In patients with cancer and an HBV infection, the update recommends obtaining HBV DNA at baseline and every 6 months during antiviral therapy. The use of anti-HBs are also recommended as part of the screening panel. Patients who have negative anti-HBs may be at increased risk of HBV reactivation compared with patients with a positive anti-HBs.
The updated guideline also stated that an alternative to the use of both HBsAg and anti-HBc tests for screening would be to use HBsAg testing in all patients with cancer, irrespective of therapy. Testing with anti-HBc could be reserved for patients who receive cancer treatment that has proved to confer an increased risk of HBV reactivation and would invariably need monitoring and/or subsequent treatment with antiviral therapy.
Andrew S. Artz, MD, MS
“Antiviral therapy and monitoring for HBV reactivation may need to be continued even after the completion of anticancer therapy,” said Guideline Co-Chair Andrew S. Artz, MD, MS, of the City of Hope Comprehensive Cancer Center. He added that patients with a history of HBV who currently receive systemic anticancer therapies that do not increase the risk of viral reactivation could be carefully monitored with HBsAg and alanine aminotransferase, with initiation of antiviral therapy at the first indication of HBV reactivation. At the moment HBV reactivation is observed, clinicians should initiate antiviral therapy, according to the guideline.
Coordination of Care
Dr. Artz also emphasized that care should be coordinated with a clinician who has expertise in treating patients with chronic HBV, as these clinicians can help identify the best HBV monitoring strategy and long-term antiviral treatment following anticancer therapy. Additionally, a clinician experienced in HBV management could help monitor withdrawal flares and assess advanced liver disease, including cirrhosis and liver cancer. Dr. Hwang agreed with the sentiments raised by Dr. Artz, adding that oncologists should participate collaboratively with clinicians experienced in the management of HBV who can offer patient-tailored hepatitis B recommendations.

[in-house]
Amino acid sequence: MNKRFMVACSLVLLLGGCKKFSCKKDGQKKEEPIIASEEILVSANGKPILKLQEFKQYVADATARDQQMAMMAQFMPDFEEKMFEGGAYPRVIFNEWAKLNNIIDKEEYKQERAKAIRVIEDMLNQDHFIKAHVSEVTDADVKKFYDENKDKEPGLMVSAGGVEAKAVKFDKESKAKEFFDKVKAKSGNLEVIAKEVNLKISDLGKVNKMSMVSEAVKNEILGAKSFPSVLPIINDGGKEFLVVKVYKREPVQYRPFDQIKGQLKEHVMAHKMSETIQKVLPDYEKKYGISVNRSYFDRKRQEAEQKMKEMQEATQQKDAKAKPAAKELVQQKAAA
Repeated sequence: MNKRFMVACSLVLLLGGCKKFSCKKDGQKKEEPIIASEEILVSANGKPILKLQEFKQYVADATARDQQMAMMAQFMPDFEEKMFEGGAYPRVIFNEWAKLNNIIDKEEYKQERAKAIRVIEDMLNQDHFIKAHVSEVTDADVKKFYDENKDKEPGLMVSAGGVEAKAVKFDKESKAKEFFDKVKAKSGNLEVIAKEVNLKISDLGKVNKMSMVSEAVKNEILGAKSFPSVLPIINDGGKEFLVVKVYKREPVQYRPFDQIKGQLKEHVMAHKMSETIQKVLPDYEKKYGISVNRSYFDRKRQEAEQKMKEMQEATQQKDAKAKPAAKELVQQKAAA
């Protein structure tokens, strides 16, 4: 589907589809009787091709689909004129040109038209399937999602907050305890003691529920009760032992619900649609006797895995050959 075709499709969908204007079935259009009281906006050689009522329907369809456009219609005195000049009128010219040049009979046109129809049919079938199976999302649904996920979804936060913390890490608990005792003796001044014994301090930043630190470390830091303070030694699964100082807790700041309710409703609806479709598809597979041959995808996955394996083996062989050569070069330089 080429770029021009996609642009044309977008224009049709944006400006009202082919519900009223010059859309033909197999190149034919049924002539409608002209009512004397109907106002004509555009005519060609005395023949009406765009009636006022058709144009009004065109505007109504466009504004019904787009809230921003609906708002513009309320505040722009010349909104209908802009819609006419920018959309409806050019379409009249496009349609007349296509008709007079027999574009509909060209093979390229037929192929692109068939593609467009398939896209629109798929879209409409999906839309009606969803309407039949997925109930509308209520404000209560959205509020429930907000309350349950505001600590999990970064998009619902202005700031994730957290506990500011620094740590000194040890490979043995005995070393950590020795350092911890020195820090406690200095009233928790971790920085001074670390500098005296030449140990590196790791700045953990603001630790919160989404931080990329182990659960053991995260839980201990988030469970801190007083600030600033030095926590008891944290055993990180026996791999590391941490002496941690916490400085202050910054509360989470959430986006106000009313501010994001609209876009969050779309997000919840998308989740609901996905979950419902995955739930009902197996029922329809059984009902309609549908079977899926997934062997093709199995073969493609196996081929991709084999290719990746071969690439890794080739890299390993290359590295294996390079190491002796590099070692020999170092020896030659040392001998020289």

Dr. Hwang added that this update represents an opportunity to streamline hepatitis B screening to ensure safety in the administration of anticancer therapies. “Systems could be developed in clinical practice to incorporate routine hepatitis B testing prior to starting systemic anticancer therapy,” she said. “Further, this update will help guide clinicians on subsequent monitoring and antiviral therapies for patients with chronic or previous hepatitis B.”
DISCLOSURE: Dr. Hwang has received institutional research funding from Gilead Sciences and Merck Sharp & Dohme and has other financial relationships with Asian Health Foundation. Dr. Artz has received research funding from Miltenyi Biotec.
1. Hwang JP, Feld JJ, Hammond SP, et al: Hepatitis B virus screening and management for patients with cancer prior to therapy: ASCO provisional clinical opinion update. J Clin Oncol. July 27, 2020 (early release online).
2. Hwang JP, Lok AS, Fisch MJ, et al: Models to predict hepatitis B virus infection among patients with cancer undergoing systemic anticancer therapy: A prospective cohort study. J Clin Oncol 36:959-967, 2018.
3. Loomba R, Liang TJ: Hepatitis B reactivation associated with immune suppressive and biological modifier therapies: Current concepts, management strategies, and future directions. Gastroenterology 152:1297-1309, 2017.
4. Tavakolpour S, Alavian SM, Sali S: Hepatitis B reactivation during immunosuppressive therapy or cancer chemotherapy, management, and prevention: A comprehensive review. Hepat Mon 16:e35810, 2016.
Originally published in ASCO Daily News. © American Society of Clinical Oncology. ASCO Daily News, July 29, 2020. All rights reserved.